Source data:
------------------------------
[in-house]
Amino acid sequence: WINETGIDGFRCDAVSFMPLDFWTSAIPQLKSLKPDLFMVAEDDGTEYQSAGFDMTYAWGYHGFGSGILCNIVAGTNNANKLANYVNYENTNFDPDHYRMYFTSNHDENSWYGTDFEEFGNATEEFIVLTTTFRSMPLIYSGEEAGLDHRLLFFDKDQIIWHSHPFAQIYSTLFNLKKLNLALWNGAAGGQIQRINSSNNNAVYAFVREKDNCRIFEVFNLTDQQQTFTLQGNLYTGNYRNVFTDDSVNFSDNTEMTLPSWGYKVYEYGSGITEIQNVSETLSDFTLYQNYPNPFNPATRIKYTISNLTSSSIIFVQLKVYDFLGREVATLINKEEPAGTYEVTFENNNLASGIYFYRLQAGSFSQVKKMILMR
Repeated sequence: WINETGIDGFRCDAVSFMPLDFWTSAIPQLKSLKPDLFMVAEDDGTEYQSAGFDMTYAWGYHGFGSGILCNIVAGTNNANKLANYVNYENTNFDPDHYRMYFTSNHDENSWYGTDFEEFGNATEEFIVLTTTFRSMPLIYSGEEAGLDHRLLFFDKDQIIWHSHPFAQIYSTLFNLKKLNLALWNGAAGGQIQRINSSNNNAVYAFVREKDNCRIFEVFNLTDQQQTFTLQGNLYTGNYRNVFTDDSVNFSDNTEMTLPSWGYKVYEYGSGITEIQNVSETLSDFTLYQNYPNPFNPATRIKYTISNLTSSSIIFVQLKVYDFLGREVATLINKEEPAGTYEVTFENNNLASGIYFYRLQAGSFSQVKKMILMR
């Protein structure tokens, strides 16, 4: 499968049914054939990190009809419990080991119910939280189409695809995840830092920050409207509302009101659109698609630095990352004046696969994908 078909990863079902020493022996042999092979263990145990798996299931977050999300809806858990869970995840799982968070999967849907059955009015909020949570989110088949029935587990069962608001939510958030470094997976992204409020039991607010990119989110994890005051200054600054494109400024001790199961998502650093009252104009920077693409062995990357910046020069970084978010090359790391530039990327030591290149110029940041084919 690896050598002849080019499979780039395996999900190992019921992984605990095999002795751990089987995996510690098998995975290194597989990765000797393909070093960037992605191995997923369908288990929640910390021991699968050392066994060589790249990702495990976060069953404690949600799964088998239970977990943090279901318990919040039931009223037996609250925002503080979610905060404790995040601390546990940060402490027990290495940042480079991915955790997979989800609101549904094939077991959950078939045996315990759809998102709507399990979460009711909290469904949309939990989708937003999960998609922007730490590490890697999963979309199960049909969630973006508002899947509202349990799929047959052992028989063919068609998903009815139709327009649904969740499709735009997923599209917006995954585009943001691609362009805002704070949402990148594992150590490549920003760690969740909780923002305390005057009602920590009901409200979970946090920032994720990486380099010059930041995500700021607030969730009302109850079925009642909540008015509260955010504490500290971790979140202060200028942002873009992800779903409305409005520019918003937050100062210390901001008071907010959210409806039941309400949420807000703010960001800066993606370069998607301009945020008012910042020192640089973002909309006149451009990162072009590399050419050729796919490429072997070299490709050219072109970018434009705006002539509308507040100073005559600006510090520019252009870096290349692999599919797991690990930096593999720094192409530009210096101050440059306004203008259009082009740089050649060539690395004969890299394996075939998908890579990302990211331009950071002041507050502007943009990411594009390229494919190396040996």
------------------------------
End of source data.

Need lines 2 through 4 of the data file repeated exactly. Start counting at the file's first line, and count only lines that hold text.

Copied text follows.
Amino acid sequence: WINETGIDGFRCDAVSFMPLDFWTSAIPQLKSLKPDLFMVAEDDGTEYQSAGFDMTYAWGYHGFGSGILCNIVAGTNNANKLANYVNYENTNFDPDHYRMYFTSNHDENSWYGTDFEEFGNATEEFIVLTTTFRSMPLIYSGEEAGLDHRLLFFDKDQIIWHSHPFAQIYSTLFNLKKLNLALWNGAAGGQIQRINSSNNNAVYAFVREKDNCRIFEVFNLTDQQQTFTLQGNLYTGNYRNVFTDDSVNFSDNTEMTLPSWGYKVYEYGSGITEIQNVSETLSDFTLYQNYPNPFNPATRIKYTISNLTSSSIIFVQLKVYDFLGREVATLINKEEPAGTYEVTFENNNLASGIYFYRLQAGSFSQVKKMILMR
Repeated sequence: WINETGIDGFRCDAVSFMPLDFWTSAIPQLKSLKPDLFMVAEDDGTEYQSAGFDMTYAWGYHGFGSGILCNIVAGTNNANKLANYVNYENTNFDPDHYRMYFTSNHDENSWYGTDFEEFGNATEEFIVLTTTFRSMPLIYSGEEAGLDHRLLFFDKDQIIWHSHPFAQIYSTLFNLKKLNLALWNGAAGGQIQRINSSNNNAVYAFVREKDNCRIFEVFNLTDQQQTFTLQGNLYTGNYRNVFTDDSVNFSDNTEMTLPSWGYKVYEYGSGITEIQNVSETLSDFTLYQNYPNPFNPATRIKYTISNLTSSSIIFVQLKVYDFLGREVATLINKEEPAGTYEVTFENNNLASGIYFYRLQAGSFSQVKKMILMR
């Protein structure tokens, strides 16, 4: 499968049914054939990190009809419990080991119910939280189409695809995840830092920050409207509302009101659109698609630095990352004046696969994908 078909990863079902020493022996042999092979263990145990798996299931977050999300809806858990869970995840799982968070999967849907059955009015909020949570989110088949029935587990069962608001939510958030470094997976992204409020039991607010990119989110994890005051200054600054494109400024001790199961998502650093009252104009920077693409062995990357910046020069970084978010090359790391530039990327030591290149110029940041084919 690896050598002849080019499979780039395996999900190992019921992984605990095999002795751990089987995996510690098998995975290194597989990765000797393909070093960037992605191995997923369908288990929640910390021991699968050392066994060589790249990702495990976060069953404690949600799964088998239970977990943090279901318990919040039931009223037996609250925002503080979610905060404790995040601390546990940060402490027990290495940042480079991915955790997979989800609101549904094939077991959950078939045996315990759809998102709507399990979460009711909290469904949309939990989708937003999960998609922007730490590490890697999963979309199960049909969630973006508002899947509202349990799929047959052992028989063919068609998903009815139709327009649904969740499709735009997923599209917006995954585009943001691609362009805002704070949402990148594992150590490549920003760690969740909780923002305390005057009602920590009901409200979970946090920032994720990486380099010059930041995500700021607030969730009302109850079925009642909540008015509260955010504490500290971790979140202060200028942002873009992800779903409305409005520019918003937050100062210390901001008071907010959210409806039941309400949420807000703010960001800066993606370069998607301009945020008012910042020192640089973002909309006149451009990162072009590399050419050729796919490429072997070299490709050219072109970018434009705006002539509308507040100073005559600006510090520019252009870096290349692999599919797991690990930096593999720094192409530009210096101050440059306004203008259009082009740089050649060539690395004969890299394996075939998908890579990302990211331009950071002041507050502007943009990411594009390229494919190396040996």